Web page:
Fresh courage

by Ali Naafiz

Someone else's paradise (Issue IV/2019)

It was 1989, and Maumoon Abdul Gayoom had cemented his rule in the Maldives. The Maldives was on the cusp of major transformation; schools were being built, primary healthcare facilities were being set up in outer atolls, and tourism was being expanded. At first glance, Gayoom, was putting the tiny island nation of Maldives on the map as a modern, prosperous nation. 

But hidden behind those social transformations was an unspoken truth; a lack of fundamental rights, grave human rights violations, and rampant corruption through which regime loyalists lined their pockets. No one dared to question anything. Independent media was non-existent. The state owned the only television and radio channels in the country. Newspapers were owned by senior government officials or close aides of the president. 

“In those early days, local news was churned out mainly from a government information subsidy; features and in-depth stories were largely translations of foreign editorial content. Journalism was more a literary discourse than an outlet for serious news reporting and analysis of local events and issues,” says Dr Ali Rafeeq, former editor of Maldives’ longest running daily Haveeru who currently serves as an Assistant Professor at the United Arab Emirates University. But little did the regime realise that things were about to change in a big way!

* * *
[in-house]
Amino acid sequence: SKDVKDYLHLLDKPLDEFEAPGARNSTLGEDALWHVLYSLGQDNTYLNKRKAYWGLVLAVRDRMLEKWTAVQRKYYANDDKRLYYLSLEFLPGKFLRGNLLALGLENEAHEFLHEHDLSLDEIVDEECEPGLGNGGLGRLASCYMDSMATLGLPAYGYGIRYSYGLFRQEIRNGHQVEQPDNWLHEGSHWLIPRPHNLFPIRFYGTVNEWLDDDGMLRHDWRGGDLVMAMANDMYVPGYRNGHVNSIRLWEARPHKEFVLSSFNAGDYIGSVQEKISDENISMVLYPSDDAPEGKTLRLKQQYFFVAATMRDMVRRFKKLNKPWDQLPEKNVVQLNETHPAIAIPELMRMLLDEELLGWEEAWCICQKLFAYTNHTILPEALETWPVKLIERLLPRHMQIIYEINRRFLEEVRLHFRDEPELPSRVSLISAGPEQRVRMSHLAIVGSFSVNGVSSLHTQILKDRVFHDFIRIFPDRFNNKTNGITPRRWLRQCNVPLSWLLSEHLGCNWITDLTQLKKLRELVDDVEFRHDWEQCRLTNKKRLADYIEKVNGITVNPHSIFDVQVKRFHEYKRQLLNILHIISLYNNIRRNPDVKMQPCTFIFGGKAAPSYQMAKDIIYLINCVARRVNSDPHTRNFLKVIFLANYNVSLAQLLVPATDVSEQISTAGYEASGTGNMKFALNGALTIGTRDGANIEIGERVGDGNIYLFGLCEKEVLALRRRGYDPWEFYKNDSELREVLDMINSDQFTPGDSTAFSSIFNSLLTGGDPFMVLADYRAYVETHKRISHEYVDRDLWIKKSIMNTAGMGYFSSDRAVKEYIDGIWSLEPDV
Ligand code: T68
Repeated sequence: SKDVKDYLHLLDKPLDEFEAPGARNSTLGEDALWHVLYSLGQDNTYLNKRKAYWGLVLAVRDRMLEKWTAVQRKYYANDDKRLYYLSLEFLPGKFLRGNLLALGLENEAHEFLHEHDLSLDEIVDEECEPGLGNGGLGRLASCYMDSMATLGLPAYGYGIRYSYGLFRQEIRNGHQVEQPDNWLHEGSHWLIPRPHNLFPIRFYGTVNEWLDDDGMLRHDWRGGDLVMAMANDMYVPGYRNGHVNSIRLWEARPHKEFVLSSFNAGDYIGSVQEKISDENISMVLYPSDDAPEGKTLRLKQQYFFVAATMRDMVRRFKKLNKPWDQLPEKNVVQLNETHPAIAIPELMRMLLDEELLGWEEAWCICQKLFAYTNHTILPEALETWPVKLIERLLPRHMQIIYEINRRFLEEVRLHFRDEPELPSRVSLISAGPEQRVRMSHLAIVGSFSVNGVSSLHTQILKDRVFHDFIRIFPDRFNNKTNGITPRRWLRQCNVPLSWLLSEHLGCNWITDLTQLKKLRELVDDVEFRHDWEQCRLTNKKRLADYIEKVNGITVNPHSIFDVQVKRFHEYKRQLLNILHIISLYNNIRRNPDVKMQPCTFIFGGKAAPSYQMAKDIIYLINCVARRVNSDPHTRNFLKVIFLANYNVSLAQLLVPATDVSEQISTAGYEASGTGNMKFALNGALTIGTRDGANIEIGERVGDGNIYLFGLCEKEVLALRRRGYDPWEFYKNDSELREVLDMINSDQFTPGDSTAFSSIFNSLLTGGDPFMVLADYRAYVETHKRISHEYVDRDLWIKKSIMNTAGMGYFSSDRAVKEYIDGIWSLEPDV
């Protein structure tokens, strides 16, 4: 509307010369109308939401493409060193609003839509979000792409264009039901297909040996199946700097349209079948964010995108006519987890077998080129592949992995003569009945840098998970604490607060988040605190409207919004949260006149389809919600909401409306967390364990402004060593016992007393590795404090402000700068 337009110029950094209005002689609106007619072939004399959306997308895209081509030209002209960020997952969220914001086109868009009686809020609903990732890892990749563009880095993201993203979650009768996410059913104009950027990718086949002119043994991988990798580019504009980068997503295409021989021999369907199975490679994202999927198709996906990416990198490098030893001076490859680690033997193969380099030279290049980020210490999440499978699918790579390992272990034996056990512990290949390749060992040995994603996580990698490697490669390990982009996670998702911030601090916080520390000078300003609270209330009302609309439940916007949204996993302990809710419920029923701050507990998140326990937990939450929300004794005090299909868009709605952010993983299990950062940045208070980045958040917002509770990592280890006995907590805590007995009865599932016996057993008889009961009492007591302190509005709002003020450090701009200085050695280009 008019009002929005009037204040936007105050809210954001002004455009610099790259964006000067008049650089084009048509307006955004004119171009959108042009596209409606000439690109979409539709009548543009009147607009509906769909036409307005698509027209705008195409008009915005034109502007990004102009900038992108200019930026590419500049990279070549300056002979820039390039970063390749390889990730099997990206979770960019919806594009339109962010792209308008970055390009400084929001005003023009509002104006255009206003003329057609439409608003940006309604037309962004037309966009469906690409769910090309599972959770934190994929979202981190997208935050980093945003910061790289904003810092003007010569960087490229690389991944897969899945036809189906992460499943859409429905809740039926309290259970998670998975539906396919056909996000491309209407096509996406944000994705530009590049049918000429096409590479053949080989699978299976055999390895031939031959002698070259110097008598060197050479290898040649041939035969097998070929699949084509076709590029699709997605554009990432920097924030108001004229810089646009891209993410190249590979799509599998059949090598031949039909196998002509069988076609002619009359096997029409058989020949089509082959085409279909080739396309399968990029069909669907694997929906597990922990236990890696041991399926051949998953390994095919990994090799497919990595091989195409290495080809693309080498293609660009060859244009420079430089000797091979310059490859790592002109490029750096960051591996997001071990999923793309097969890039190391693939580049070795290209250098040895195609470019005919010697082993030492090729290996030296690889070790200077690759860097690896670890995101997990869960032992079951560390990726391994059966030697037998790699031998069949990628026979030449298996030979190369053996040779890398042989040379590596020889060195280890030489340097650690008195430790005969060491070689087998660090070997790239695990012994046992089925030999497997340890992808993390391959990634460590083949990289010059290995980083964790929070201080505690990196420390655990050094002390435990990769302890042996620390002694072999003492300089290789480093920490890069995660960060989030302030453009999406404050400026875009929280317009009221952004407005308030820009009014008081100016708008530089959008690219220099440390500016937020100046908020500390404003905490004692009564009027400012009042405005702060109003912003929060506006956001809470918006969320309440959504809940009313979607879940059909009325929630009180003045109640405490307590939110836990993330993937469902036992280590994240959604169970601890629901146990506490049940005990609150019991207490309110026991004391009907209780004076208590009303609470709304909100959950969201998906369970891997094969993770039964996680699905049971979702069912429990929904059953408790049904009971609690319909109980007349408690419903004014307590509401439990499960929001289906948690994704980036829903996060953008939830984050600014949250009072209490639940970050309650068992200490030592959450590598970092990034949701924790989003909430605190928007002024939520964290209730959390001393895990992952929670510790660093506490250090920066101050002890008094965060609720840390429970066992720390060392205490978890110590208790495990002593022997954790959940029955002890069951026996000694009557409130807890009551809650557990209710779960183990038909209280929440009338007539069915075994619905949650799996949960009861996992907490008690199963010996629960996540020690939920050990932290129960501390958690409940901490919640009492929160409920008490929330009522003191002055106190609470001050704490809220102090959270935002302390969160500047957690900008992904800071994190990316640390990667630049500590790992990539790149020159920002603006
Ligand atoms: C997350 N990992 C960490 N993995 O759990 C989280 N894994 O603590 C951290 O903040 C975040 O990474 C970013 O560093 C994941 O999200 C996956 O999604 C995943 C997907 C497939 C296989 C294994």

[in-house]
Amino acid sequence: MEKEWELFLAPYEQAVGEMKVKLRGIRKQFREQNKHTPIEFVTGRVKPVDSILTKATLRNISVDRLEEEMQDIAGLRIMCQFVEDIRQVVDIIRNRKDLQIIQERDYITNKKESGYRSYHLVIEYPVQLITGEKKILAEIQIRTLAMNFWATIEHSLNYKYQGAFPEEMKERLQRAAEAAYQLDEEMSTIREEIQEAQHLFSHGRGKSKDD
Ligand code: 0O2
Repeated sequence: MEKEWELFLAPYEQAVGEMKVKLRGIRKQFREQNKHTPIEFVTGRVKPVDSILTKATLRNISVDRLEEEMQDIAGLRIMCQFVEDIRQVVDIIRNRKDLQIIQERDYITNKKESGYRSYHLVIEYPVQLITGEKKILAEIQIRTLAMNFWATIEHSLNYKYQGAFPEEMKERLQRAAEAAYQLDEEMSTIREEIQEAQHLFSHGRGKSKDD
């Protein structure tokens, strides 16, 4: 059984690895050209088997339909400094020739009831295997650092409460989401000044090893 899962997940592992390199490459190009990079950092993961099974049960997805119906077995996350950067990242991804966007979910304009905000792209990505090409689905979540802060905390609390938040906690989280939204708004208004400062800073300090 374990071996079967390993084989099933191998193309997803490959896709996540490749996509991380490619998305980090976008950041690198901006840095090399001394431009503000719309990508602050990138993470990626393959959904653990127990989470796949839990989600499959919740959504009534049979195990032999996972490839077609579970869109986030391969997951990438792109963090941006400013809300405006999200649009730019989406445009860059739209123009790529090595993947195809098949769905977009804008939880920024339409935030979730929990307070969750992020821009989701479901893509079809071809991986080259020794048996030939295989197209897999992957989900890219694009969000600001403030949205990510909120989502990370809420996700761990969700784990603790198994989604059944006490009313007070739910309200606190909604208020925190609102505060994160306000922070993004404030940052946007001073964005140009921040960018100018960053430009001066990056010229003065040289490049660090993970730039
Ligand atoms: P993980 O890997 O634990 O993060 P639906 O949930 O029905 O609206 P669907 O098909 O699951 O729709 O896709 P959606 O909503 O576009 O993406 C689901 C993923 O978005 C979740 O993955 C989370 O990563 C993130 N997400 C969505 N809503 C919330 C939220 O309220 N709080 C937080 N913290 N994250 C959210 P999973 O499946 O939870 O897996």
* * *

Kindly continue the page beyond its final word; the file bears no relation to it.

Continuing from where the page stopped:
Mohamed Nasheed had just returned home after completing his studies in the United Kingdom. Nasheed, together with a few friends, set up a magazine, called Sangu. It was a political publication, talking about corruption and human rights abuses. For the first time in history, they shone a light on the murkier operations of the regime and its loyalists.

Not surprisingly, the regime cracked down hard on the independent magazine. One night, at around 3am, the police raided Nasheed’s home and took him to jail. This was the first of at least 14 times that he would be imprisoned for political activism. 

But Sangu was bigger than just one person. It gave birth to critical journalism in the Maldives. The courage it took for Nasheed and his friends to launch an anti-government publication at a time of intense secrecy and in the face of seemingly invincible state machinery reverberated amongst anti-government activists both in the Maldives and abroad. Although Sangu ceased publication following the government crackdown, it set in motion a flurry of anti-government publications; e-newsletter Sandhaanu and Dhivehi Observer website to name a few.

These publications helped mobilise people from all across the archipelago for a citizen-led movement for democratic reform. Boosted by relatively new tools that were made possible by the introduction of internet to the Maldives in 1997, these publications appealed to a younger audience, which was fed up of meager living conditions and the widening inequalities between the elite and the working class. And with that, the entire nation erupted in calls for change. The voice for more freedom and human rights for some 350,000 citizens of the island nation resonated from the northernmost coast to the island-city of Addu in the south. “The regime continued to crack down on Sangu magazine, they were never able to completely stop it, or the ideas that it espoused, namely, democracy, human rights and good governance,” Nasheed, who would later become president, said at the 2016 Commonwealth Journalists’ Association Conference.